Lighting with the EU

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Like most industries, theatre knows that it has to become greener and reduce its carbon footprints, without the need for someone to tell them, let alone have a laws made with an unreasonable time frames put in place to make it happen sooner.

But out of all the environmental carbon footprints that theatres produce lighting accounts for just 5% of the total usage, so it makes no sense to put pressure on the 5% over the other 95% that also need to be dealt with, and to make matter worse this small amount is by far the most expensive to upgrade quickly so it would surely be better to take it slowly to ensure the job is done properly plus it some of the replacements needed haven’t yet been invented and this is not because theatre is dragging it’s heals but about keeping things affordable while staying in line with industry standards. Not every theatre or creative space can afford state of the art equipment at a blink of an eye.

It is granted that lighting and it power source is the most expensive to run in a theatre so why then does the statics claim that it only accounts for no more that 5% of the total footprints used by the theatres? This is simply because it’s the length of time this equipment is used, if you think about it most performances last between two and three hours and most techs will only physically put the lights on half hour before the performance or as the audience are let into the auditorium. During creative days where lights are being focused and prepared for a performance they are only on at most a day or two.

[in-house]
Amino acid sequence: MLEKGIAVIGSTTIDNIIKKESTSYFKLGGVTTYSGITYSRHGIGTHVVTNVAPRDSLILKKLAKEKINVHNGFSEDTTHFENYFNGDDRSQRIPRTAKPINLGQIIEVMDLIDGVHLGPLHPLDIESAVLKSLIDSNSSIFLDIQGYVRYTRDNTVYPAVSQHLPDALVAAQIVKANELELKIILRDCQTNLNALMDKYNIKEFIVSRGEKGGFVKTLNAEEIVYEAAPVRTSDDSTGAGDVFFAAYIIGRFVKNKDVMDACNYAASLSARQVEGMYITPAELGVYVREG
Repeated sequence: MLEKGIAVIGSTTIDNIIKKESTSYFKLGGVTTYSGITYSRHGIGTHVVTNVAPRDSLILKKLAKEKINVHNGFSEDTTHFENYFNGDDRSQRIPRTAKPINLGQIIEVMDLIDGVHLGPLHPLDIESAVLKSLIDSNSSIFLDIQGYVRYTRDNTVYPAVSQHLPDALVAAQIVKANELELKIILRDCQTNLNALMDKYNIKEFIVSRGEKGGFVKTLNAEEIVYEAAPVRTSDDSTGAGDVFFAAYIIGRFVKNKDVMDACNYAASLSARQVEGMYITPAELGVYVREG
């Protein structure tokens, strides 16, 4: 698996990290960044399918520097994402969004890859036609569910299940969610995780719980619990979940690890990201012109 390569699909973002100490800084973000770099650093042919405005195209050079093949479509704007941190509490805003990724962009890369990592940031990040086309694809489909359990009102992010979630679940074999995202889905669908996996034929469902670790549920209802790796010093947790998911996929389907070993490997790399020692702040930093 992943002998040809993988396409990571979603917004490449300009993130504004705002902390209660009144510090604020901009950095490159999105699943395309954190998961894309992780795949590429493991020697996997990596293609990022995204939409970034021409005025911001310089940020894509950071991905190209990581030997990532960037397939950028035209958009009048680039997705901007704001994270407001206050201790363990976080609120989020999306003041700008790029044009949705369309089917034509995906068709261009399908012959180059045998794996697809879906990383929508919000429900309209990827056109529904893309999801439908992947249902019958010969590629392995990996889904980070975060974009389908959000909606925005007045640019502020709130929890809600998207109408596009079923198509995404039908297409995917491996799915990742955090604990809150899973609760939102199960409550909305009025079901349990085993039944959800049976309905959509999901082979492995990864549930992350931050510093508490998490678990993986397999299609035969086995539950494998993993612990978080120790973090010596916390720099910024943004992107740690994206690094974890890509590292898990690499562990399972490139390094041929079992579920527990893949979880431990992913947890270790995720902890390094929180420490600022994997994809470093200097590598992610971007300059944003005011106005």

But surely it would make more sense for the EU to deal with the power source that theatres use and those carbon footprints, which have longer lasting effect rather than the actual equipment being used? That it would then be down to the theatres themselves that would deal with the updating of equipment as ways to reduce the cost of the power being used during performance.

If legislation as it is currently written is passed in October 2018 then it would cost the creative industry over £1bn and £180m in the UK alone to have the changes completed by the 2020 deadline as it will condemns even the current most efficient lights – LEDs. So the industry would be looking at a complete new rig for each creative space, that is just not practical nor is it affordable, with no other industry having to deal with such a change it could almost be seen another nail in the coffin of the creative industry.

Things that the creative industry is doing to reduce carbon footprint in other areas of the industry the accounts of the 95%:

  • They are engaging everyone
  • The active with the 4 R’s – Reduce, Reuse, Repurpose, Recycle
  • Experiment and use sustainable material
  • Energy efficient
  • Design energy efficient lighting – SEE IT ALREADY IN THE AGENDA!
  • Use rechargeable batteries
  • Reduce transport
  • Recycle materials after shows
  • Monitor environment impact
  • Talk about it

On the positive side of this some of the industry’s biggest organisations have met with the EU to discuss exempting theatres from this regulation which resulted in them being charged to write the exemption for the legislation before it is passed into law in October 2018.